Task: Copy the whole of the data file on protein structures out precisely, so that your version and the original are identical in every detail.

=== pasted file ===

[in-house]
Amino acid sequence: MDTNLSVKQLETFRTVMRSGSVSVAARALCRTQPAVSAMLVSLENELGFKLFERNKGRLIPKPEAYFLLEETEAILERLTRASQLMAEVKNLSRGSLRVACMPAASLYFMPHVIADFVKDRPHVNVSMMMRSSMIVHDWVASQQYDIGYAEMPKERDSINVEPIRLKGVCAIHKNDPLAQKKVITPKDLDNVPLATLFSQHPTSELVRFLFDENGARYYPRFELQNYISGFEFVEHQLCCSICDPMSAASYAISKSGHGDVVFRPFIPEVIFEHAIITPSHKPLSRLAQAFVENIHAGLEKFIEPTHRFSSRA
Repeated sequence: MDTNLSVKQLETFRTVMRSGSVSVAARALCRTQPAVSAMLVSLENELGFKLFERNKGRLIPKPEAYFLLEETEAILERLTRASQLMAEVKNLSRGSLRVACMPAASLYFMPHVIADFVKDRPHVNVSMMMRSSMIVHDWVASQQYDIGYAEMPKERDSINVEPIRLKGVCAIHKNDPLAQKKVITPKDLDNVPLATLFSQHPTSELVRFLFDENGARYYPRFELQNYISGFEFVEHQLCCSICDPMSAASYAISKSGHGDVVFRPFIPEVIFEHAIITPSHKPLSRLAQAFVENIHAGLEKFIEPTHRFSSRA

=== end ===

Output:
[in-house]
Amino acid sequence: MDTNLSVKQLETFRTVMRSGSVSVAARALCRTQPAVSAMLVSLENELGFKLFERNKGRLIPKPEAYFLLEETEAILERLTRASQLMAEVKNLSRGSLRVACMPAASLYFMPHVIADFVKDRPHVNVSMMMRSSMIVHDWVASQQYDIGYAEMPKERDSINVEPIRLKGVCAIHKNDPLAQKKVITPKDLDNVPLATLFSQHPTSELVRFLFDENGARYYPRFELQNYISGFEFVEHQLCCSICDPMSAASYAISKSGHGDVVFRPFIPEVIFEHAIITPSHKPLSRLAQAFVENIHAGLEKFIEPTHRFSSRA
Repeated sequence: MDTNLSVKQLETFRTVMRSGSVSVAARALCRTQPAVSAMLVSLENELGFKLFERNKGRLIPKPEAYFLLEETEAILERLTRASQLMAEVKNLSRGSLRVACMPAASLYFMPHVIADFVKDRPHVNVSMMMRSSMIVHDWVASQQYDIGYAEMPKERDSINVEPIRLKGVCAIHKNDPLAQKKVITPKDLDNVPLATLFSQHPTSELVRFLFDENGARYYPRFELQNYISGFEFVEHQLCCSICDPMSAASYAISKSGHGDVVFRPFIPEVIFEHAIITPSHKPLSRLAQAFVENIHAGLEKFIEPTHRFSSRA